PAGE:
Journal of Neurology and Neuroscience

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The Role of Peritumoral Perfusion Values in Differentiation of Multicentric Glial Tumors and Cranial Metastasis

Kaan Meric, Ceren Yalniz, Hasan Gundogdu, Sibel Aydin, Zeynep Gamze Kilicoglu and Mehmet Masum Simsek

Introduction: Although MRI is the primary modality in the diagnosis of cranial metastasis, advanced MRI techniques such as spectroscopy, perfusion, diffusion weighted imaging, and diffusion tensor imaging are used to distinguish cranial metastasis from other pathologies. Since cranial metastasis are often highly vascular lesions, on perfusion examination they tend to exhibit elevated cerebral blood volume (rCBV). However since high-grade glial tumors also exhibit elevated rCBV, perfusion imaging cannot accurately differentiate between these two groups. Peritumoral rCBV values are actually more reliable in differential diagnosis of multicentric glial tutors and cranial metastasis.

Case report: A fifty-six-year-old male presented with progressive weakness in his left arm. MRI revealed multiple, different-sized lesions with a wide range of intensity changes. Some of the lesions displayed substantial peritumoral vasogenic edema. On DWI sequences, lesions demonstrated peripheral restricted diffusion. MRP sequences didn't show elevated rCBV values in T2-hyperintense peritumoral edema areas. The excisional biopsy of the lesion in left occipital lobe performed and the lesion's pathology result was reported as small-cell lung carcinoma metastasis, supporting our primary radiologic diagnosis.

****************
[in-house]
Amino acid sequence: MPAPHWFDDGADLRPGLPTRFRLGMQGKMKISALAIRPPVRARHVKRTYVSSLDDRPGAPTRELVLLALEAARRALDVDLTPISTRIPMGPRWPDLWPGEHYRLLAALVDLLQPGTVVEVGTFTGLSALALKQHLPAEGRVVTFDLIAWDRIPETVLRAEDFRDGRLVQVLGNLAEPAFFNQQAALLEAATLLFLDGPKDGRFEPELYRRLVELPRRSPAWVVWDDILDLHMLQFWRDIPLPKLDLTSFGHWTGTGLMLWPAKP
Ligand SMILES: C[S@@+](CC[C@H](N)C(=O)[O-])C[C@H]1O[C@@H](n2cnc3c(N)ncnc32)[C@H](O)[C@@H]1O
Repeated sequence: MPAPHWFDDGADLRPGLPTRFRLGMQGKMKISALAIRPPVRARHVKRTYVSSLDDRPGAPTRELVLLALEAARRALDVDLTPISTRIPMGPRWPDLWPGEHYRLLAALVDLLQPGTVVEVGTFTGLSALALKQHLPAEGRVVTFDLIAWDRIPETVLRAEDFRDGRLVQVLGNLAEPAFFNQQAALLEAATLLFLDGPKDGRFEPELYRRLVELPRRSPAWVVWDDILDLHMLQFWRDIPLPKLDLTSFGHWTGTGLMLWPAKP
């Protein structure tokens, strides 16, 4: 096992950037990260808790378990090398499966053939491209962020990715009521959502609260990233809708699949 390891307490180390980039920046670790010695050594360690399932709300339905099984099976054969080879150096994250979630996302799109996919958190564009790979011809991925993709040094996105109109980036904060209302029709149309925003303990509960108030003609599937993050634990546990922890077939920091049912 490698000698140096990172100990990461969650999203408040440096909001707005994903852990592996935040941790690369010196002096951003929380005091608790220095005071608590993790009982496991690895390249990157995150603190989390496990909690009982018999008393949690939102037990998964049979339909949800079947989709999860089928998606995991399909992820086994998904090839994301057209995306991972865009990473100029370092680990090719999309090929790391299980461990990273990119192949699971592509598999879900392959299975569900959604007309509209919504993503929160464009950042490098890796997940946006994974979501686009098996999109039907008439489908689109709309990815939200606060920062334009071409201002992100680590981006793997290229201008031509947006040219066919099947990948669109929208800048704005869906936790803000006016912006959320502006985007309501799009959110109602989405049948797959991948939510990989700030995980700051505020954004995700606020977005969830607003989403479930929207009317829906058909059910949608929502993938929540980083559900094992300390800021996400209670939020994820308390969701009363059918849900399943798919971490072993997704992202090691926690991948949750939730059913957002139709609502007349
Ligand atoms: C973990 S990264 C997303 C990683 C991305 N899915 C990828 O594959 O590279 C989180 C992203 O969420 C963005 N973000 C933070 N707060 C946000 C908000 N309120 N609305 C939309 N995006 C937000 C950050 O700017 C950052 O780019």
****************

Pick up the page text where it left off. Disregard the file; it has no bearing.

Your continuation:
Discussion: Advanced MRI techniques such as perfusion, spectroscopy, diffusion-weighted imaging (DWI) and diffusion tensor imaging (DTI) are used in the context of distinguishing cranial metastasis from high-grade glial tumors. Perfusion parameters like rCBV and rCBF are important to distinguish metastatic lesions from cranial lymphoma and benign cranial masses like abcess. However, since both cranial metastasis and high-grade glial lesions are both hypervacular, comparison of rCBV of the enhancing component of lesions cannot differentiate between these two groups. In such cases, rCBV values obtained from the peritumoral T2 hyperintense edema component of the lesion can help us. Conclusion: Multicentric glial tumors are on the differential diagnosis list of cranial metastasis. When conventional MRI techniques are insufficient to differentiate these two entities, perfusion values obtained from the peritumoral edema areas might be helpful.